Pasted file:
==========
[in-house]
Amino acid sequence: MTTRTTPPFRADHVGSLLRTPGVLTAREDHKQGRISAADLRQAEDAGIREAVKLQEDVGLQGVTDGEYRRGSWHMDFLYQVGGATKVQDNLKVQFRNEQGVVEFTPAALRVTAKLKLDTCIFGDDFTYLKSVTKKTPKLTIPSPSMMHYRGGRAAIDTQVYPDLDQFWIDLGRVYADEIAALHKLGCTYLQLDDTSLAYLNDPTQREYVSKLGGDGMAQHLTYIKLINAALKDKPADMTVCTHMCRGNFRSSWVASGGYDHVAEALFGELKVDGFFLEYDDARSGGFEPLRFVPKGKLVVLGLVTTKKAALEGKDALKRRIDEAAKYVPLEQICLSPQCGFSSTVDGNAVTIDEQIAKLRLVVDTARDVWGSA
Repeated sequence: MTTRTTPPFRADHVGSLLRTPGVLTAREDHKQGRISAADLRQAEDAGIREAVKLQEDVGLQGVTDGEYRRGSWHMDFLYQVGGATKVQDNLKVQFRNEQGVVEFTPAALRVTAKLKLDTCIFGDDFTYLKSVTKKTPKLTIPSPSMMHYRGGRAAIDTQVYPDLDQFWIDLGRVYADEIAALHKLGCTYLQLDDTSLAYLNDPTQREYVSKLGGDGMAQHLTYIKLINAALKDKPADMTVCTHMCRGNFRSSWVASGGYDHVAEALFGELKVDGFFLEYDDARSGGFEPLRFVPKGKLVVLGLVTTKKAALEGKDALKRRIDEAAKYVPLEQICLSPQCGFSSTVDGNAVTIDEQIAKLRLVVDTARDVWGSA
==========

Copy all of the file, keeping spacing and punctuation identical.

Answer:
[in-house]
Amino acid sequence: MTTRTTPPFRADHVGSLLRTPGVLTAREDHKQGRISAADLRQAEDAGIREAVKLQEDVGLQGVTDGEYRRGSWHMDFLYQVGGATKVQDNLKVQFRNEQGVVEFTPAALRVTAKLKLDTCIFGDDFTYLKSVTKKTPKLTIPSPSMMHYRGGRAAIDTQVYPDLDQFWIDLGRVYADEIAALHKLGCTYLQLDDTSLAYLNDPTQREYVSKLGGDGMAQHLTYIKLINAALKDKPADMTVCTHMCRGNFRSSWVASGGYDHVAEALFGELKVDGFFLEYDDARSGGFEPLRFVPKGKLVVLGLVTTKKAALEGKDALKRRIDEAAKYVPLEQICLSPQCGFSSTVDGNAVTIDEQIAKLRLVVDTARDVWGSA
Repeated sequence: MTTRTTPPFRADHVGSLLRTPGVLTAREDHKQGRISAADLRQAEDAGIREAVKLQEDVGLQGVTDGEYRRGSWHMDFLYQVGGATKVQDNLKVQFRNEQGVVEFTPAALRVTAKLKLDTCIFGDDFTYLKSVTKKTPKLTIPSPSMMHYRGGRAAIDTQVYPDLDQFWIDLGRVYADEIAALHKLGCTYLQLDDTSLAYLNDPTQREYVSKLGGDGMAQHLTYIKLINAALKDKPADMTVCTHMCRGNFRSSWVASGGYDHVAEALFGELKVDGFFLEYDDARSGGFEPLRFVPKGKLVVLGLVTTKKAALEGKDALKRRIDEAAKYVPLEQICLSPQCGFSSTVDGNAVTIDEQIAKLRLVVDTARDVWGSA